Cookies Policy
X

This site uses cookies. By continuing to browse the site you are agreeing to our use of cookies.

I accept this policy

Find out more here

Full Access History and Tradition

No metrics data to plot.
The attempt to load metrics for this article has failed.
The attempt to plot a graph for these metrics has failed.
The full text of this article is not currently available.

Brill’s MyBook program is exclusively available on BrillOnline Books and Journals. Students and scholars affiliated with an institution that has purchased a Brill E-Book on the BrillOnline platform automatically have access to the MyBook option for the title(s) acquired by the Library. Brill MyBook is a print-on-demand paperback copy which is sold at a favorably uniform low price.

History and Tradition

  • PDF
Add to Favorites
You must be logged in to use this functionality

The Origins of the 
Quebei Reservoir

image of T'oung Pao

The origins of the strategically and economically important Quebei reservoir have long been attributed to the sixth-century B.C. Chu statesman Sunshu Ao, making it China’s earliest major irrigation complex. Despite sparse evidence, this tradition became widely accepted, especially in the Huainan region. Challenges to the attribution did not rest on stronger bases and likewise assumed the reservoir to be of pre-Han origin. In reality, careful examination of the sources, of the development of hydraulic technology, and of the political context points to a Western Han origin for the Quebei irrigation complex. The result is a better appreciation of the transitional nature of the Western Han for Chinese agriculture and a cautionary example of the pitfalls of studying local history.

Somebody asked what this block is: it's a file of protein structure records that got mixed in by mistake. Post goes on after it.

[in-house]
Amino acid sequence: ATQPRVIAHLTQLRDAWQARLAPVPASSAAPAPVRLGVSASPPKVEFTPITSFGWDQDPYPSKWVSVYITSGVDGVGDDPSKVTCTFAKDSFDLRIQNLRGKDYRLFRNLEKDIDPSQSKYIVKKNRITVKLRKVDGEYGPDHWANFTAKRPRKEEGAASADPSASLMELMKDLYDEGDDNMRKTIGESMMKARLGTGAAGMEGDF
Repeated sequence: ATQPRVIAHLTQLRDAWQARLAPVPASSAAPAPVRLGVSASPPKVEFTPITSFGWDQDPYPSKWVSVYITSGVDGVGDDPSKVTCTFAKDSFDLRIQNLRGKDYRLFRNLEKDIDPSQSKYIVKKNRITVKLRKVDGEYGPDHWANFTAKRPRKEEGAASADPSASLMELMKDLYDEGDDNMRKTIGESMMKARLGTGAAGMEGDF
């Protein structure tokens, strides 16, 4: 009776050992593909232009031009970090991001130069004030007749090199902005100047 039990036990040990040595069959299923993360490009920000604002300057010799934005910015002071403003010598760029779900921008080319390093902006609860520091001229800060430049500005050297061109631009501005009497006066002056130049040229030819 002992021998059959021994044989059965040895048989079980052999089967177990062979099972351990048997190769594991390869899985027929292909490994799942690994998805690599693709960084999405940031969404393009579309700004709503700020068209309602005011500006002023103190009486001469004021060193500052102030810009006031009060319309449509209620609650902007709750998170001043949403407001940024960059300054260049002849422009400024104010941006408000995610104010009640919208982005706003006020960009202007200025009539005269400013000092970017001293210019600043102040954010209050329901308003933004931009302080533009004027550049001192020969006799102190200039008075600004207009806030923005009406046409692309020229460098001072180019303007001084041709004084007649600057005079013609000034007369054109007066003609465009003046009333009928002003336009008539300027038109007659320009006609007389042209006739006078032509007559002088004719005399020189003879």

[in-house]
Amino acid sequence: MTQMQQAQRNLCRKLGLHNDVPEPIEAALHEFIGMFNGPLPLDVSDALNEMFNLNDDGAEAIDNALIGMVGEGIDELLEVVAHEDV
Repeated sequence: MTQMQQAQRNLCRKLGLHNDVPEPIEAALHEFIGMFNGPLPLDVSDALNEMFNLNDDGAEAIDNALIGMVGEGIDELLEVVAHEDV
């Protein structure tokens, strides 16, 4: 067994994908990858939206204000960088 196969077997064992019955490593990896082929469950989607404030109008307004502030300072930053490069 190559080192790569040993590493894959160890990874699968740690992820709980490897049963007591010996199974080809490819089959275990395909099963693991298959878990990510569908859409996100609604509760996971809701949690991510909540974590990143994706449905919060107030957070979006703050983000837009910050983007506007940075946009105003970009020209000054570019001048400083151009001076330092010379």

L’origine du réservoir Quebei, dont l’importance économique et stratégique était grande, a longtemps été attribuée à Sunshu Ao, un homme d’État du Chu au vie siècle avant notre ère, ce qui en aurait fait le plus ancien système d’irrigation à grande échelle en Chine. Malgré la pauvreté des données venant l’appuyer, cette tradition a été largement acceptée, notamment dans la région du Huainan. Lorsqu’elle était contestée, c’était sur des bases tout aussi faibles, et en tout état de cause nul ne mettait en doute que le réservoir datait d’avant les Han. L’examen attentif des sources et la prise en compte de l’histoire des techniques hydrauliques et du contexte politique suggèrent qu’en réalité le système d’irrigation du Quebei a été créé sous les Han Occidentaux. Il en ressort une meilleure appréciation du caractère transitionnel des Han Occidentaux dans l’histoire de l’agriculture chinoise et une conscience accrue des pièges de l’histoire locale.

Loading

Full text loading...

/content/journals/10.1163/15685322-984500a2
Loading

Data & Media loading...

http://brill.metastore.ingenta.com/content/journals/10.1163/15685322-984500a2
Loading
Loading

Article metrics loading...

/content/journals/10.1163/15685322-984500a2
2012-01-01
2016-12-03

Sign-in

Can't access your account?
  • Key

  • Full access
  • Open Access
  • Partial/No accessInformation